This ceiling is done with the same Armstrong system I show in the video coming up. It’s much easier to install than wood because it’s ready to put up (no finishing needed) and entirely stable.

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When it comes to ceilings in your home, there are more aesthetic options than just basic drywall or stucco. Tongue and groove planks of solid wood have been used on ceilings for centuries and they’re one hallmark of classic country and beachside interior design. Ceiling planks like these look great, but there’s a problem.  It’s time consuming and messy to install and finish traditional solid wood plank ceilings, but wood-look ceiling planks are different. They’re a modern alternative to solid wood for ceilings, and besides delivering classic good looks, wood-look systems also solve several practical challenges. 

The most advanced plank ceiling system I’ve seen so far is made by Armstrong Ceilings. I’ve been using their products recently and it solves the most common problems that crop up with solid wood ceiling planks. 

Besides delivering a classic look that’s a welcome alternative to drywall or stucco, ceiling planks offer another advantage. It  can be installed right over cracked, flaking and stained drywall or plaster ceilings, providing an easy fix that would be much more difficult and disruptive to complete with a new drywall installation. You can even use ceiling planks as an alternative to the institutional look of suspended ceilings in finished basements. Ceiling planks can be installed directly over joists as well as over drywall or old plaster.

It would normally be expensive and skill-dependent to create a ceiling like this with solid wood. These factory finished ceiling boards bring this kind of look within reach of more people.

The specific product I’ve been using is called WoodHaven Planks. It’s made of pre-finished MDF with real tongue and groove edges and ends. The super-tough wood-look surface pattern is indistinguishable from solid wood when observed while standing on the floor, and it saves the trouble and hassles of nailing and finishing solid lumber. All of this is worth talking about for three technical reasons:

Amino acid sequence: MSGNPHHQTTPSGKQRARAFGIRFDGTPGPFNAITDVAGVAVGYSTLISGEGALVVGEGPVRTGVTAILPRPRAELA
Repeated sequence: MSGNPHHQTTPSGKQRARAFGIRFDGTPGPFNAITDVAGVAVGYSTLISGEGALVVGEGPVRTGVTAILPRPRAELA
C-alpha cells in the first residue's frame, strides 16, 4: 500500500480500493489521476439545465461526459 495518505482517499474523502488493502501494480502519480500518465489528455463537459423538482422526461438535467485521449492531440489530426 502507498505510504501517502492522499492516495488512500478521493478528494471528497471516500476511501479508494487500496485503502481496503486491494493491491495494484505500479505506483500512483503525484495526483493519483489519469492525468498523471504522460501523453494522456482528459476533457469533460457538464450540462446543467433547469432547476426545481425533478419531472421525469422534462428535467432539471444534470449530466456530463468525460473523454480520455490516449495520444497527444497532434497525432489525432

Factory Finished, Authentic Planks

This is more of an advantage than you might realize.  Wood ceilings are such a pain to finish on site, especially when you’re working in an active living space. Pre-finished material also means you don’t have to worry about fumes or dripping paint on your face or on floors or walls. You never open a paint can. Since these are real, tongue and groove planks – not just 4×8 sheets of fake plank outlines – the appearance is completely authentic and classic. If you’re aiming for a beachside, cottage-style, Cape Cod look, ceiling planks certainly deliver.

Simple Crown Installation

Installing crown molding is fairly typical after installing a new ceiling, but finding sufficient nailing surfaces to hold crown molding in place is not alway easy. Depending on the house, there can be little hidden wood to drive nails into. This is where something called EZCrown can help. Invented by an energetic dentist in Florida, you can see the product he has created below.

Fast, Easy Installation

Here are the clip and track system as I assess them in my shop. The clips latch onto the track, with the clip engaging the ceiling boards in a groove.

The easiest way to install the Armstrong WoodHaven Plank uses a type of track and clip hardware they call the Easy Up System. Metal strips are secured to the ceiling with screws. Metal clips engage with these strips while also clipping into the grooves milled into the edges of the planks.  This makes installation much faster than traditional nail-anchored planks. The clips can also be used to install over an existing suspended ceiling grid system.

Does a wood-look plank ceiling make sense for your home? Installation is definitely a DIY option, and it begins by removing any crown molding that may be present around the edges of the ceiling. Mark the location of ceiling joists as they exist under drywall, then use screws to secure the metal anchoring strips at 90º relative to the joists every 16”. Begin installing ceiling planks along one side of the room with the tongue of the board facing the wall. Use screws to anchor the edge of the plank that touches the wall, then use the sliding clips to secure the groove edge of the first board to the metal tracks. 

Continue adding planks and clips until you’re at the far end of the room, then use screws again to secure the edges of the planks next to the wall.  Cover the edges of the installation with crown molding to hide the screws and edge-gap, and you’re done. Click below for a video tour of ceiling plank systems in action.

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– Steve Maxwell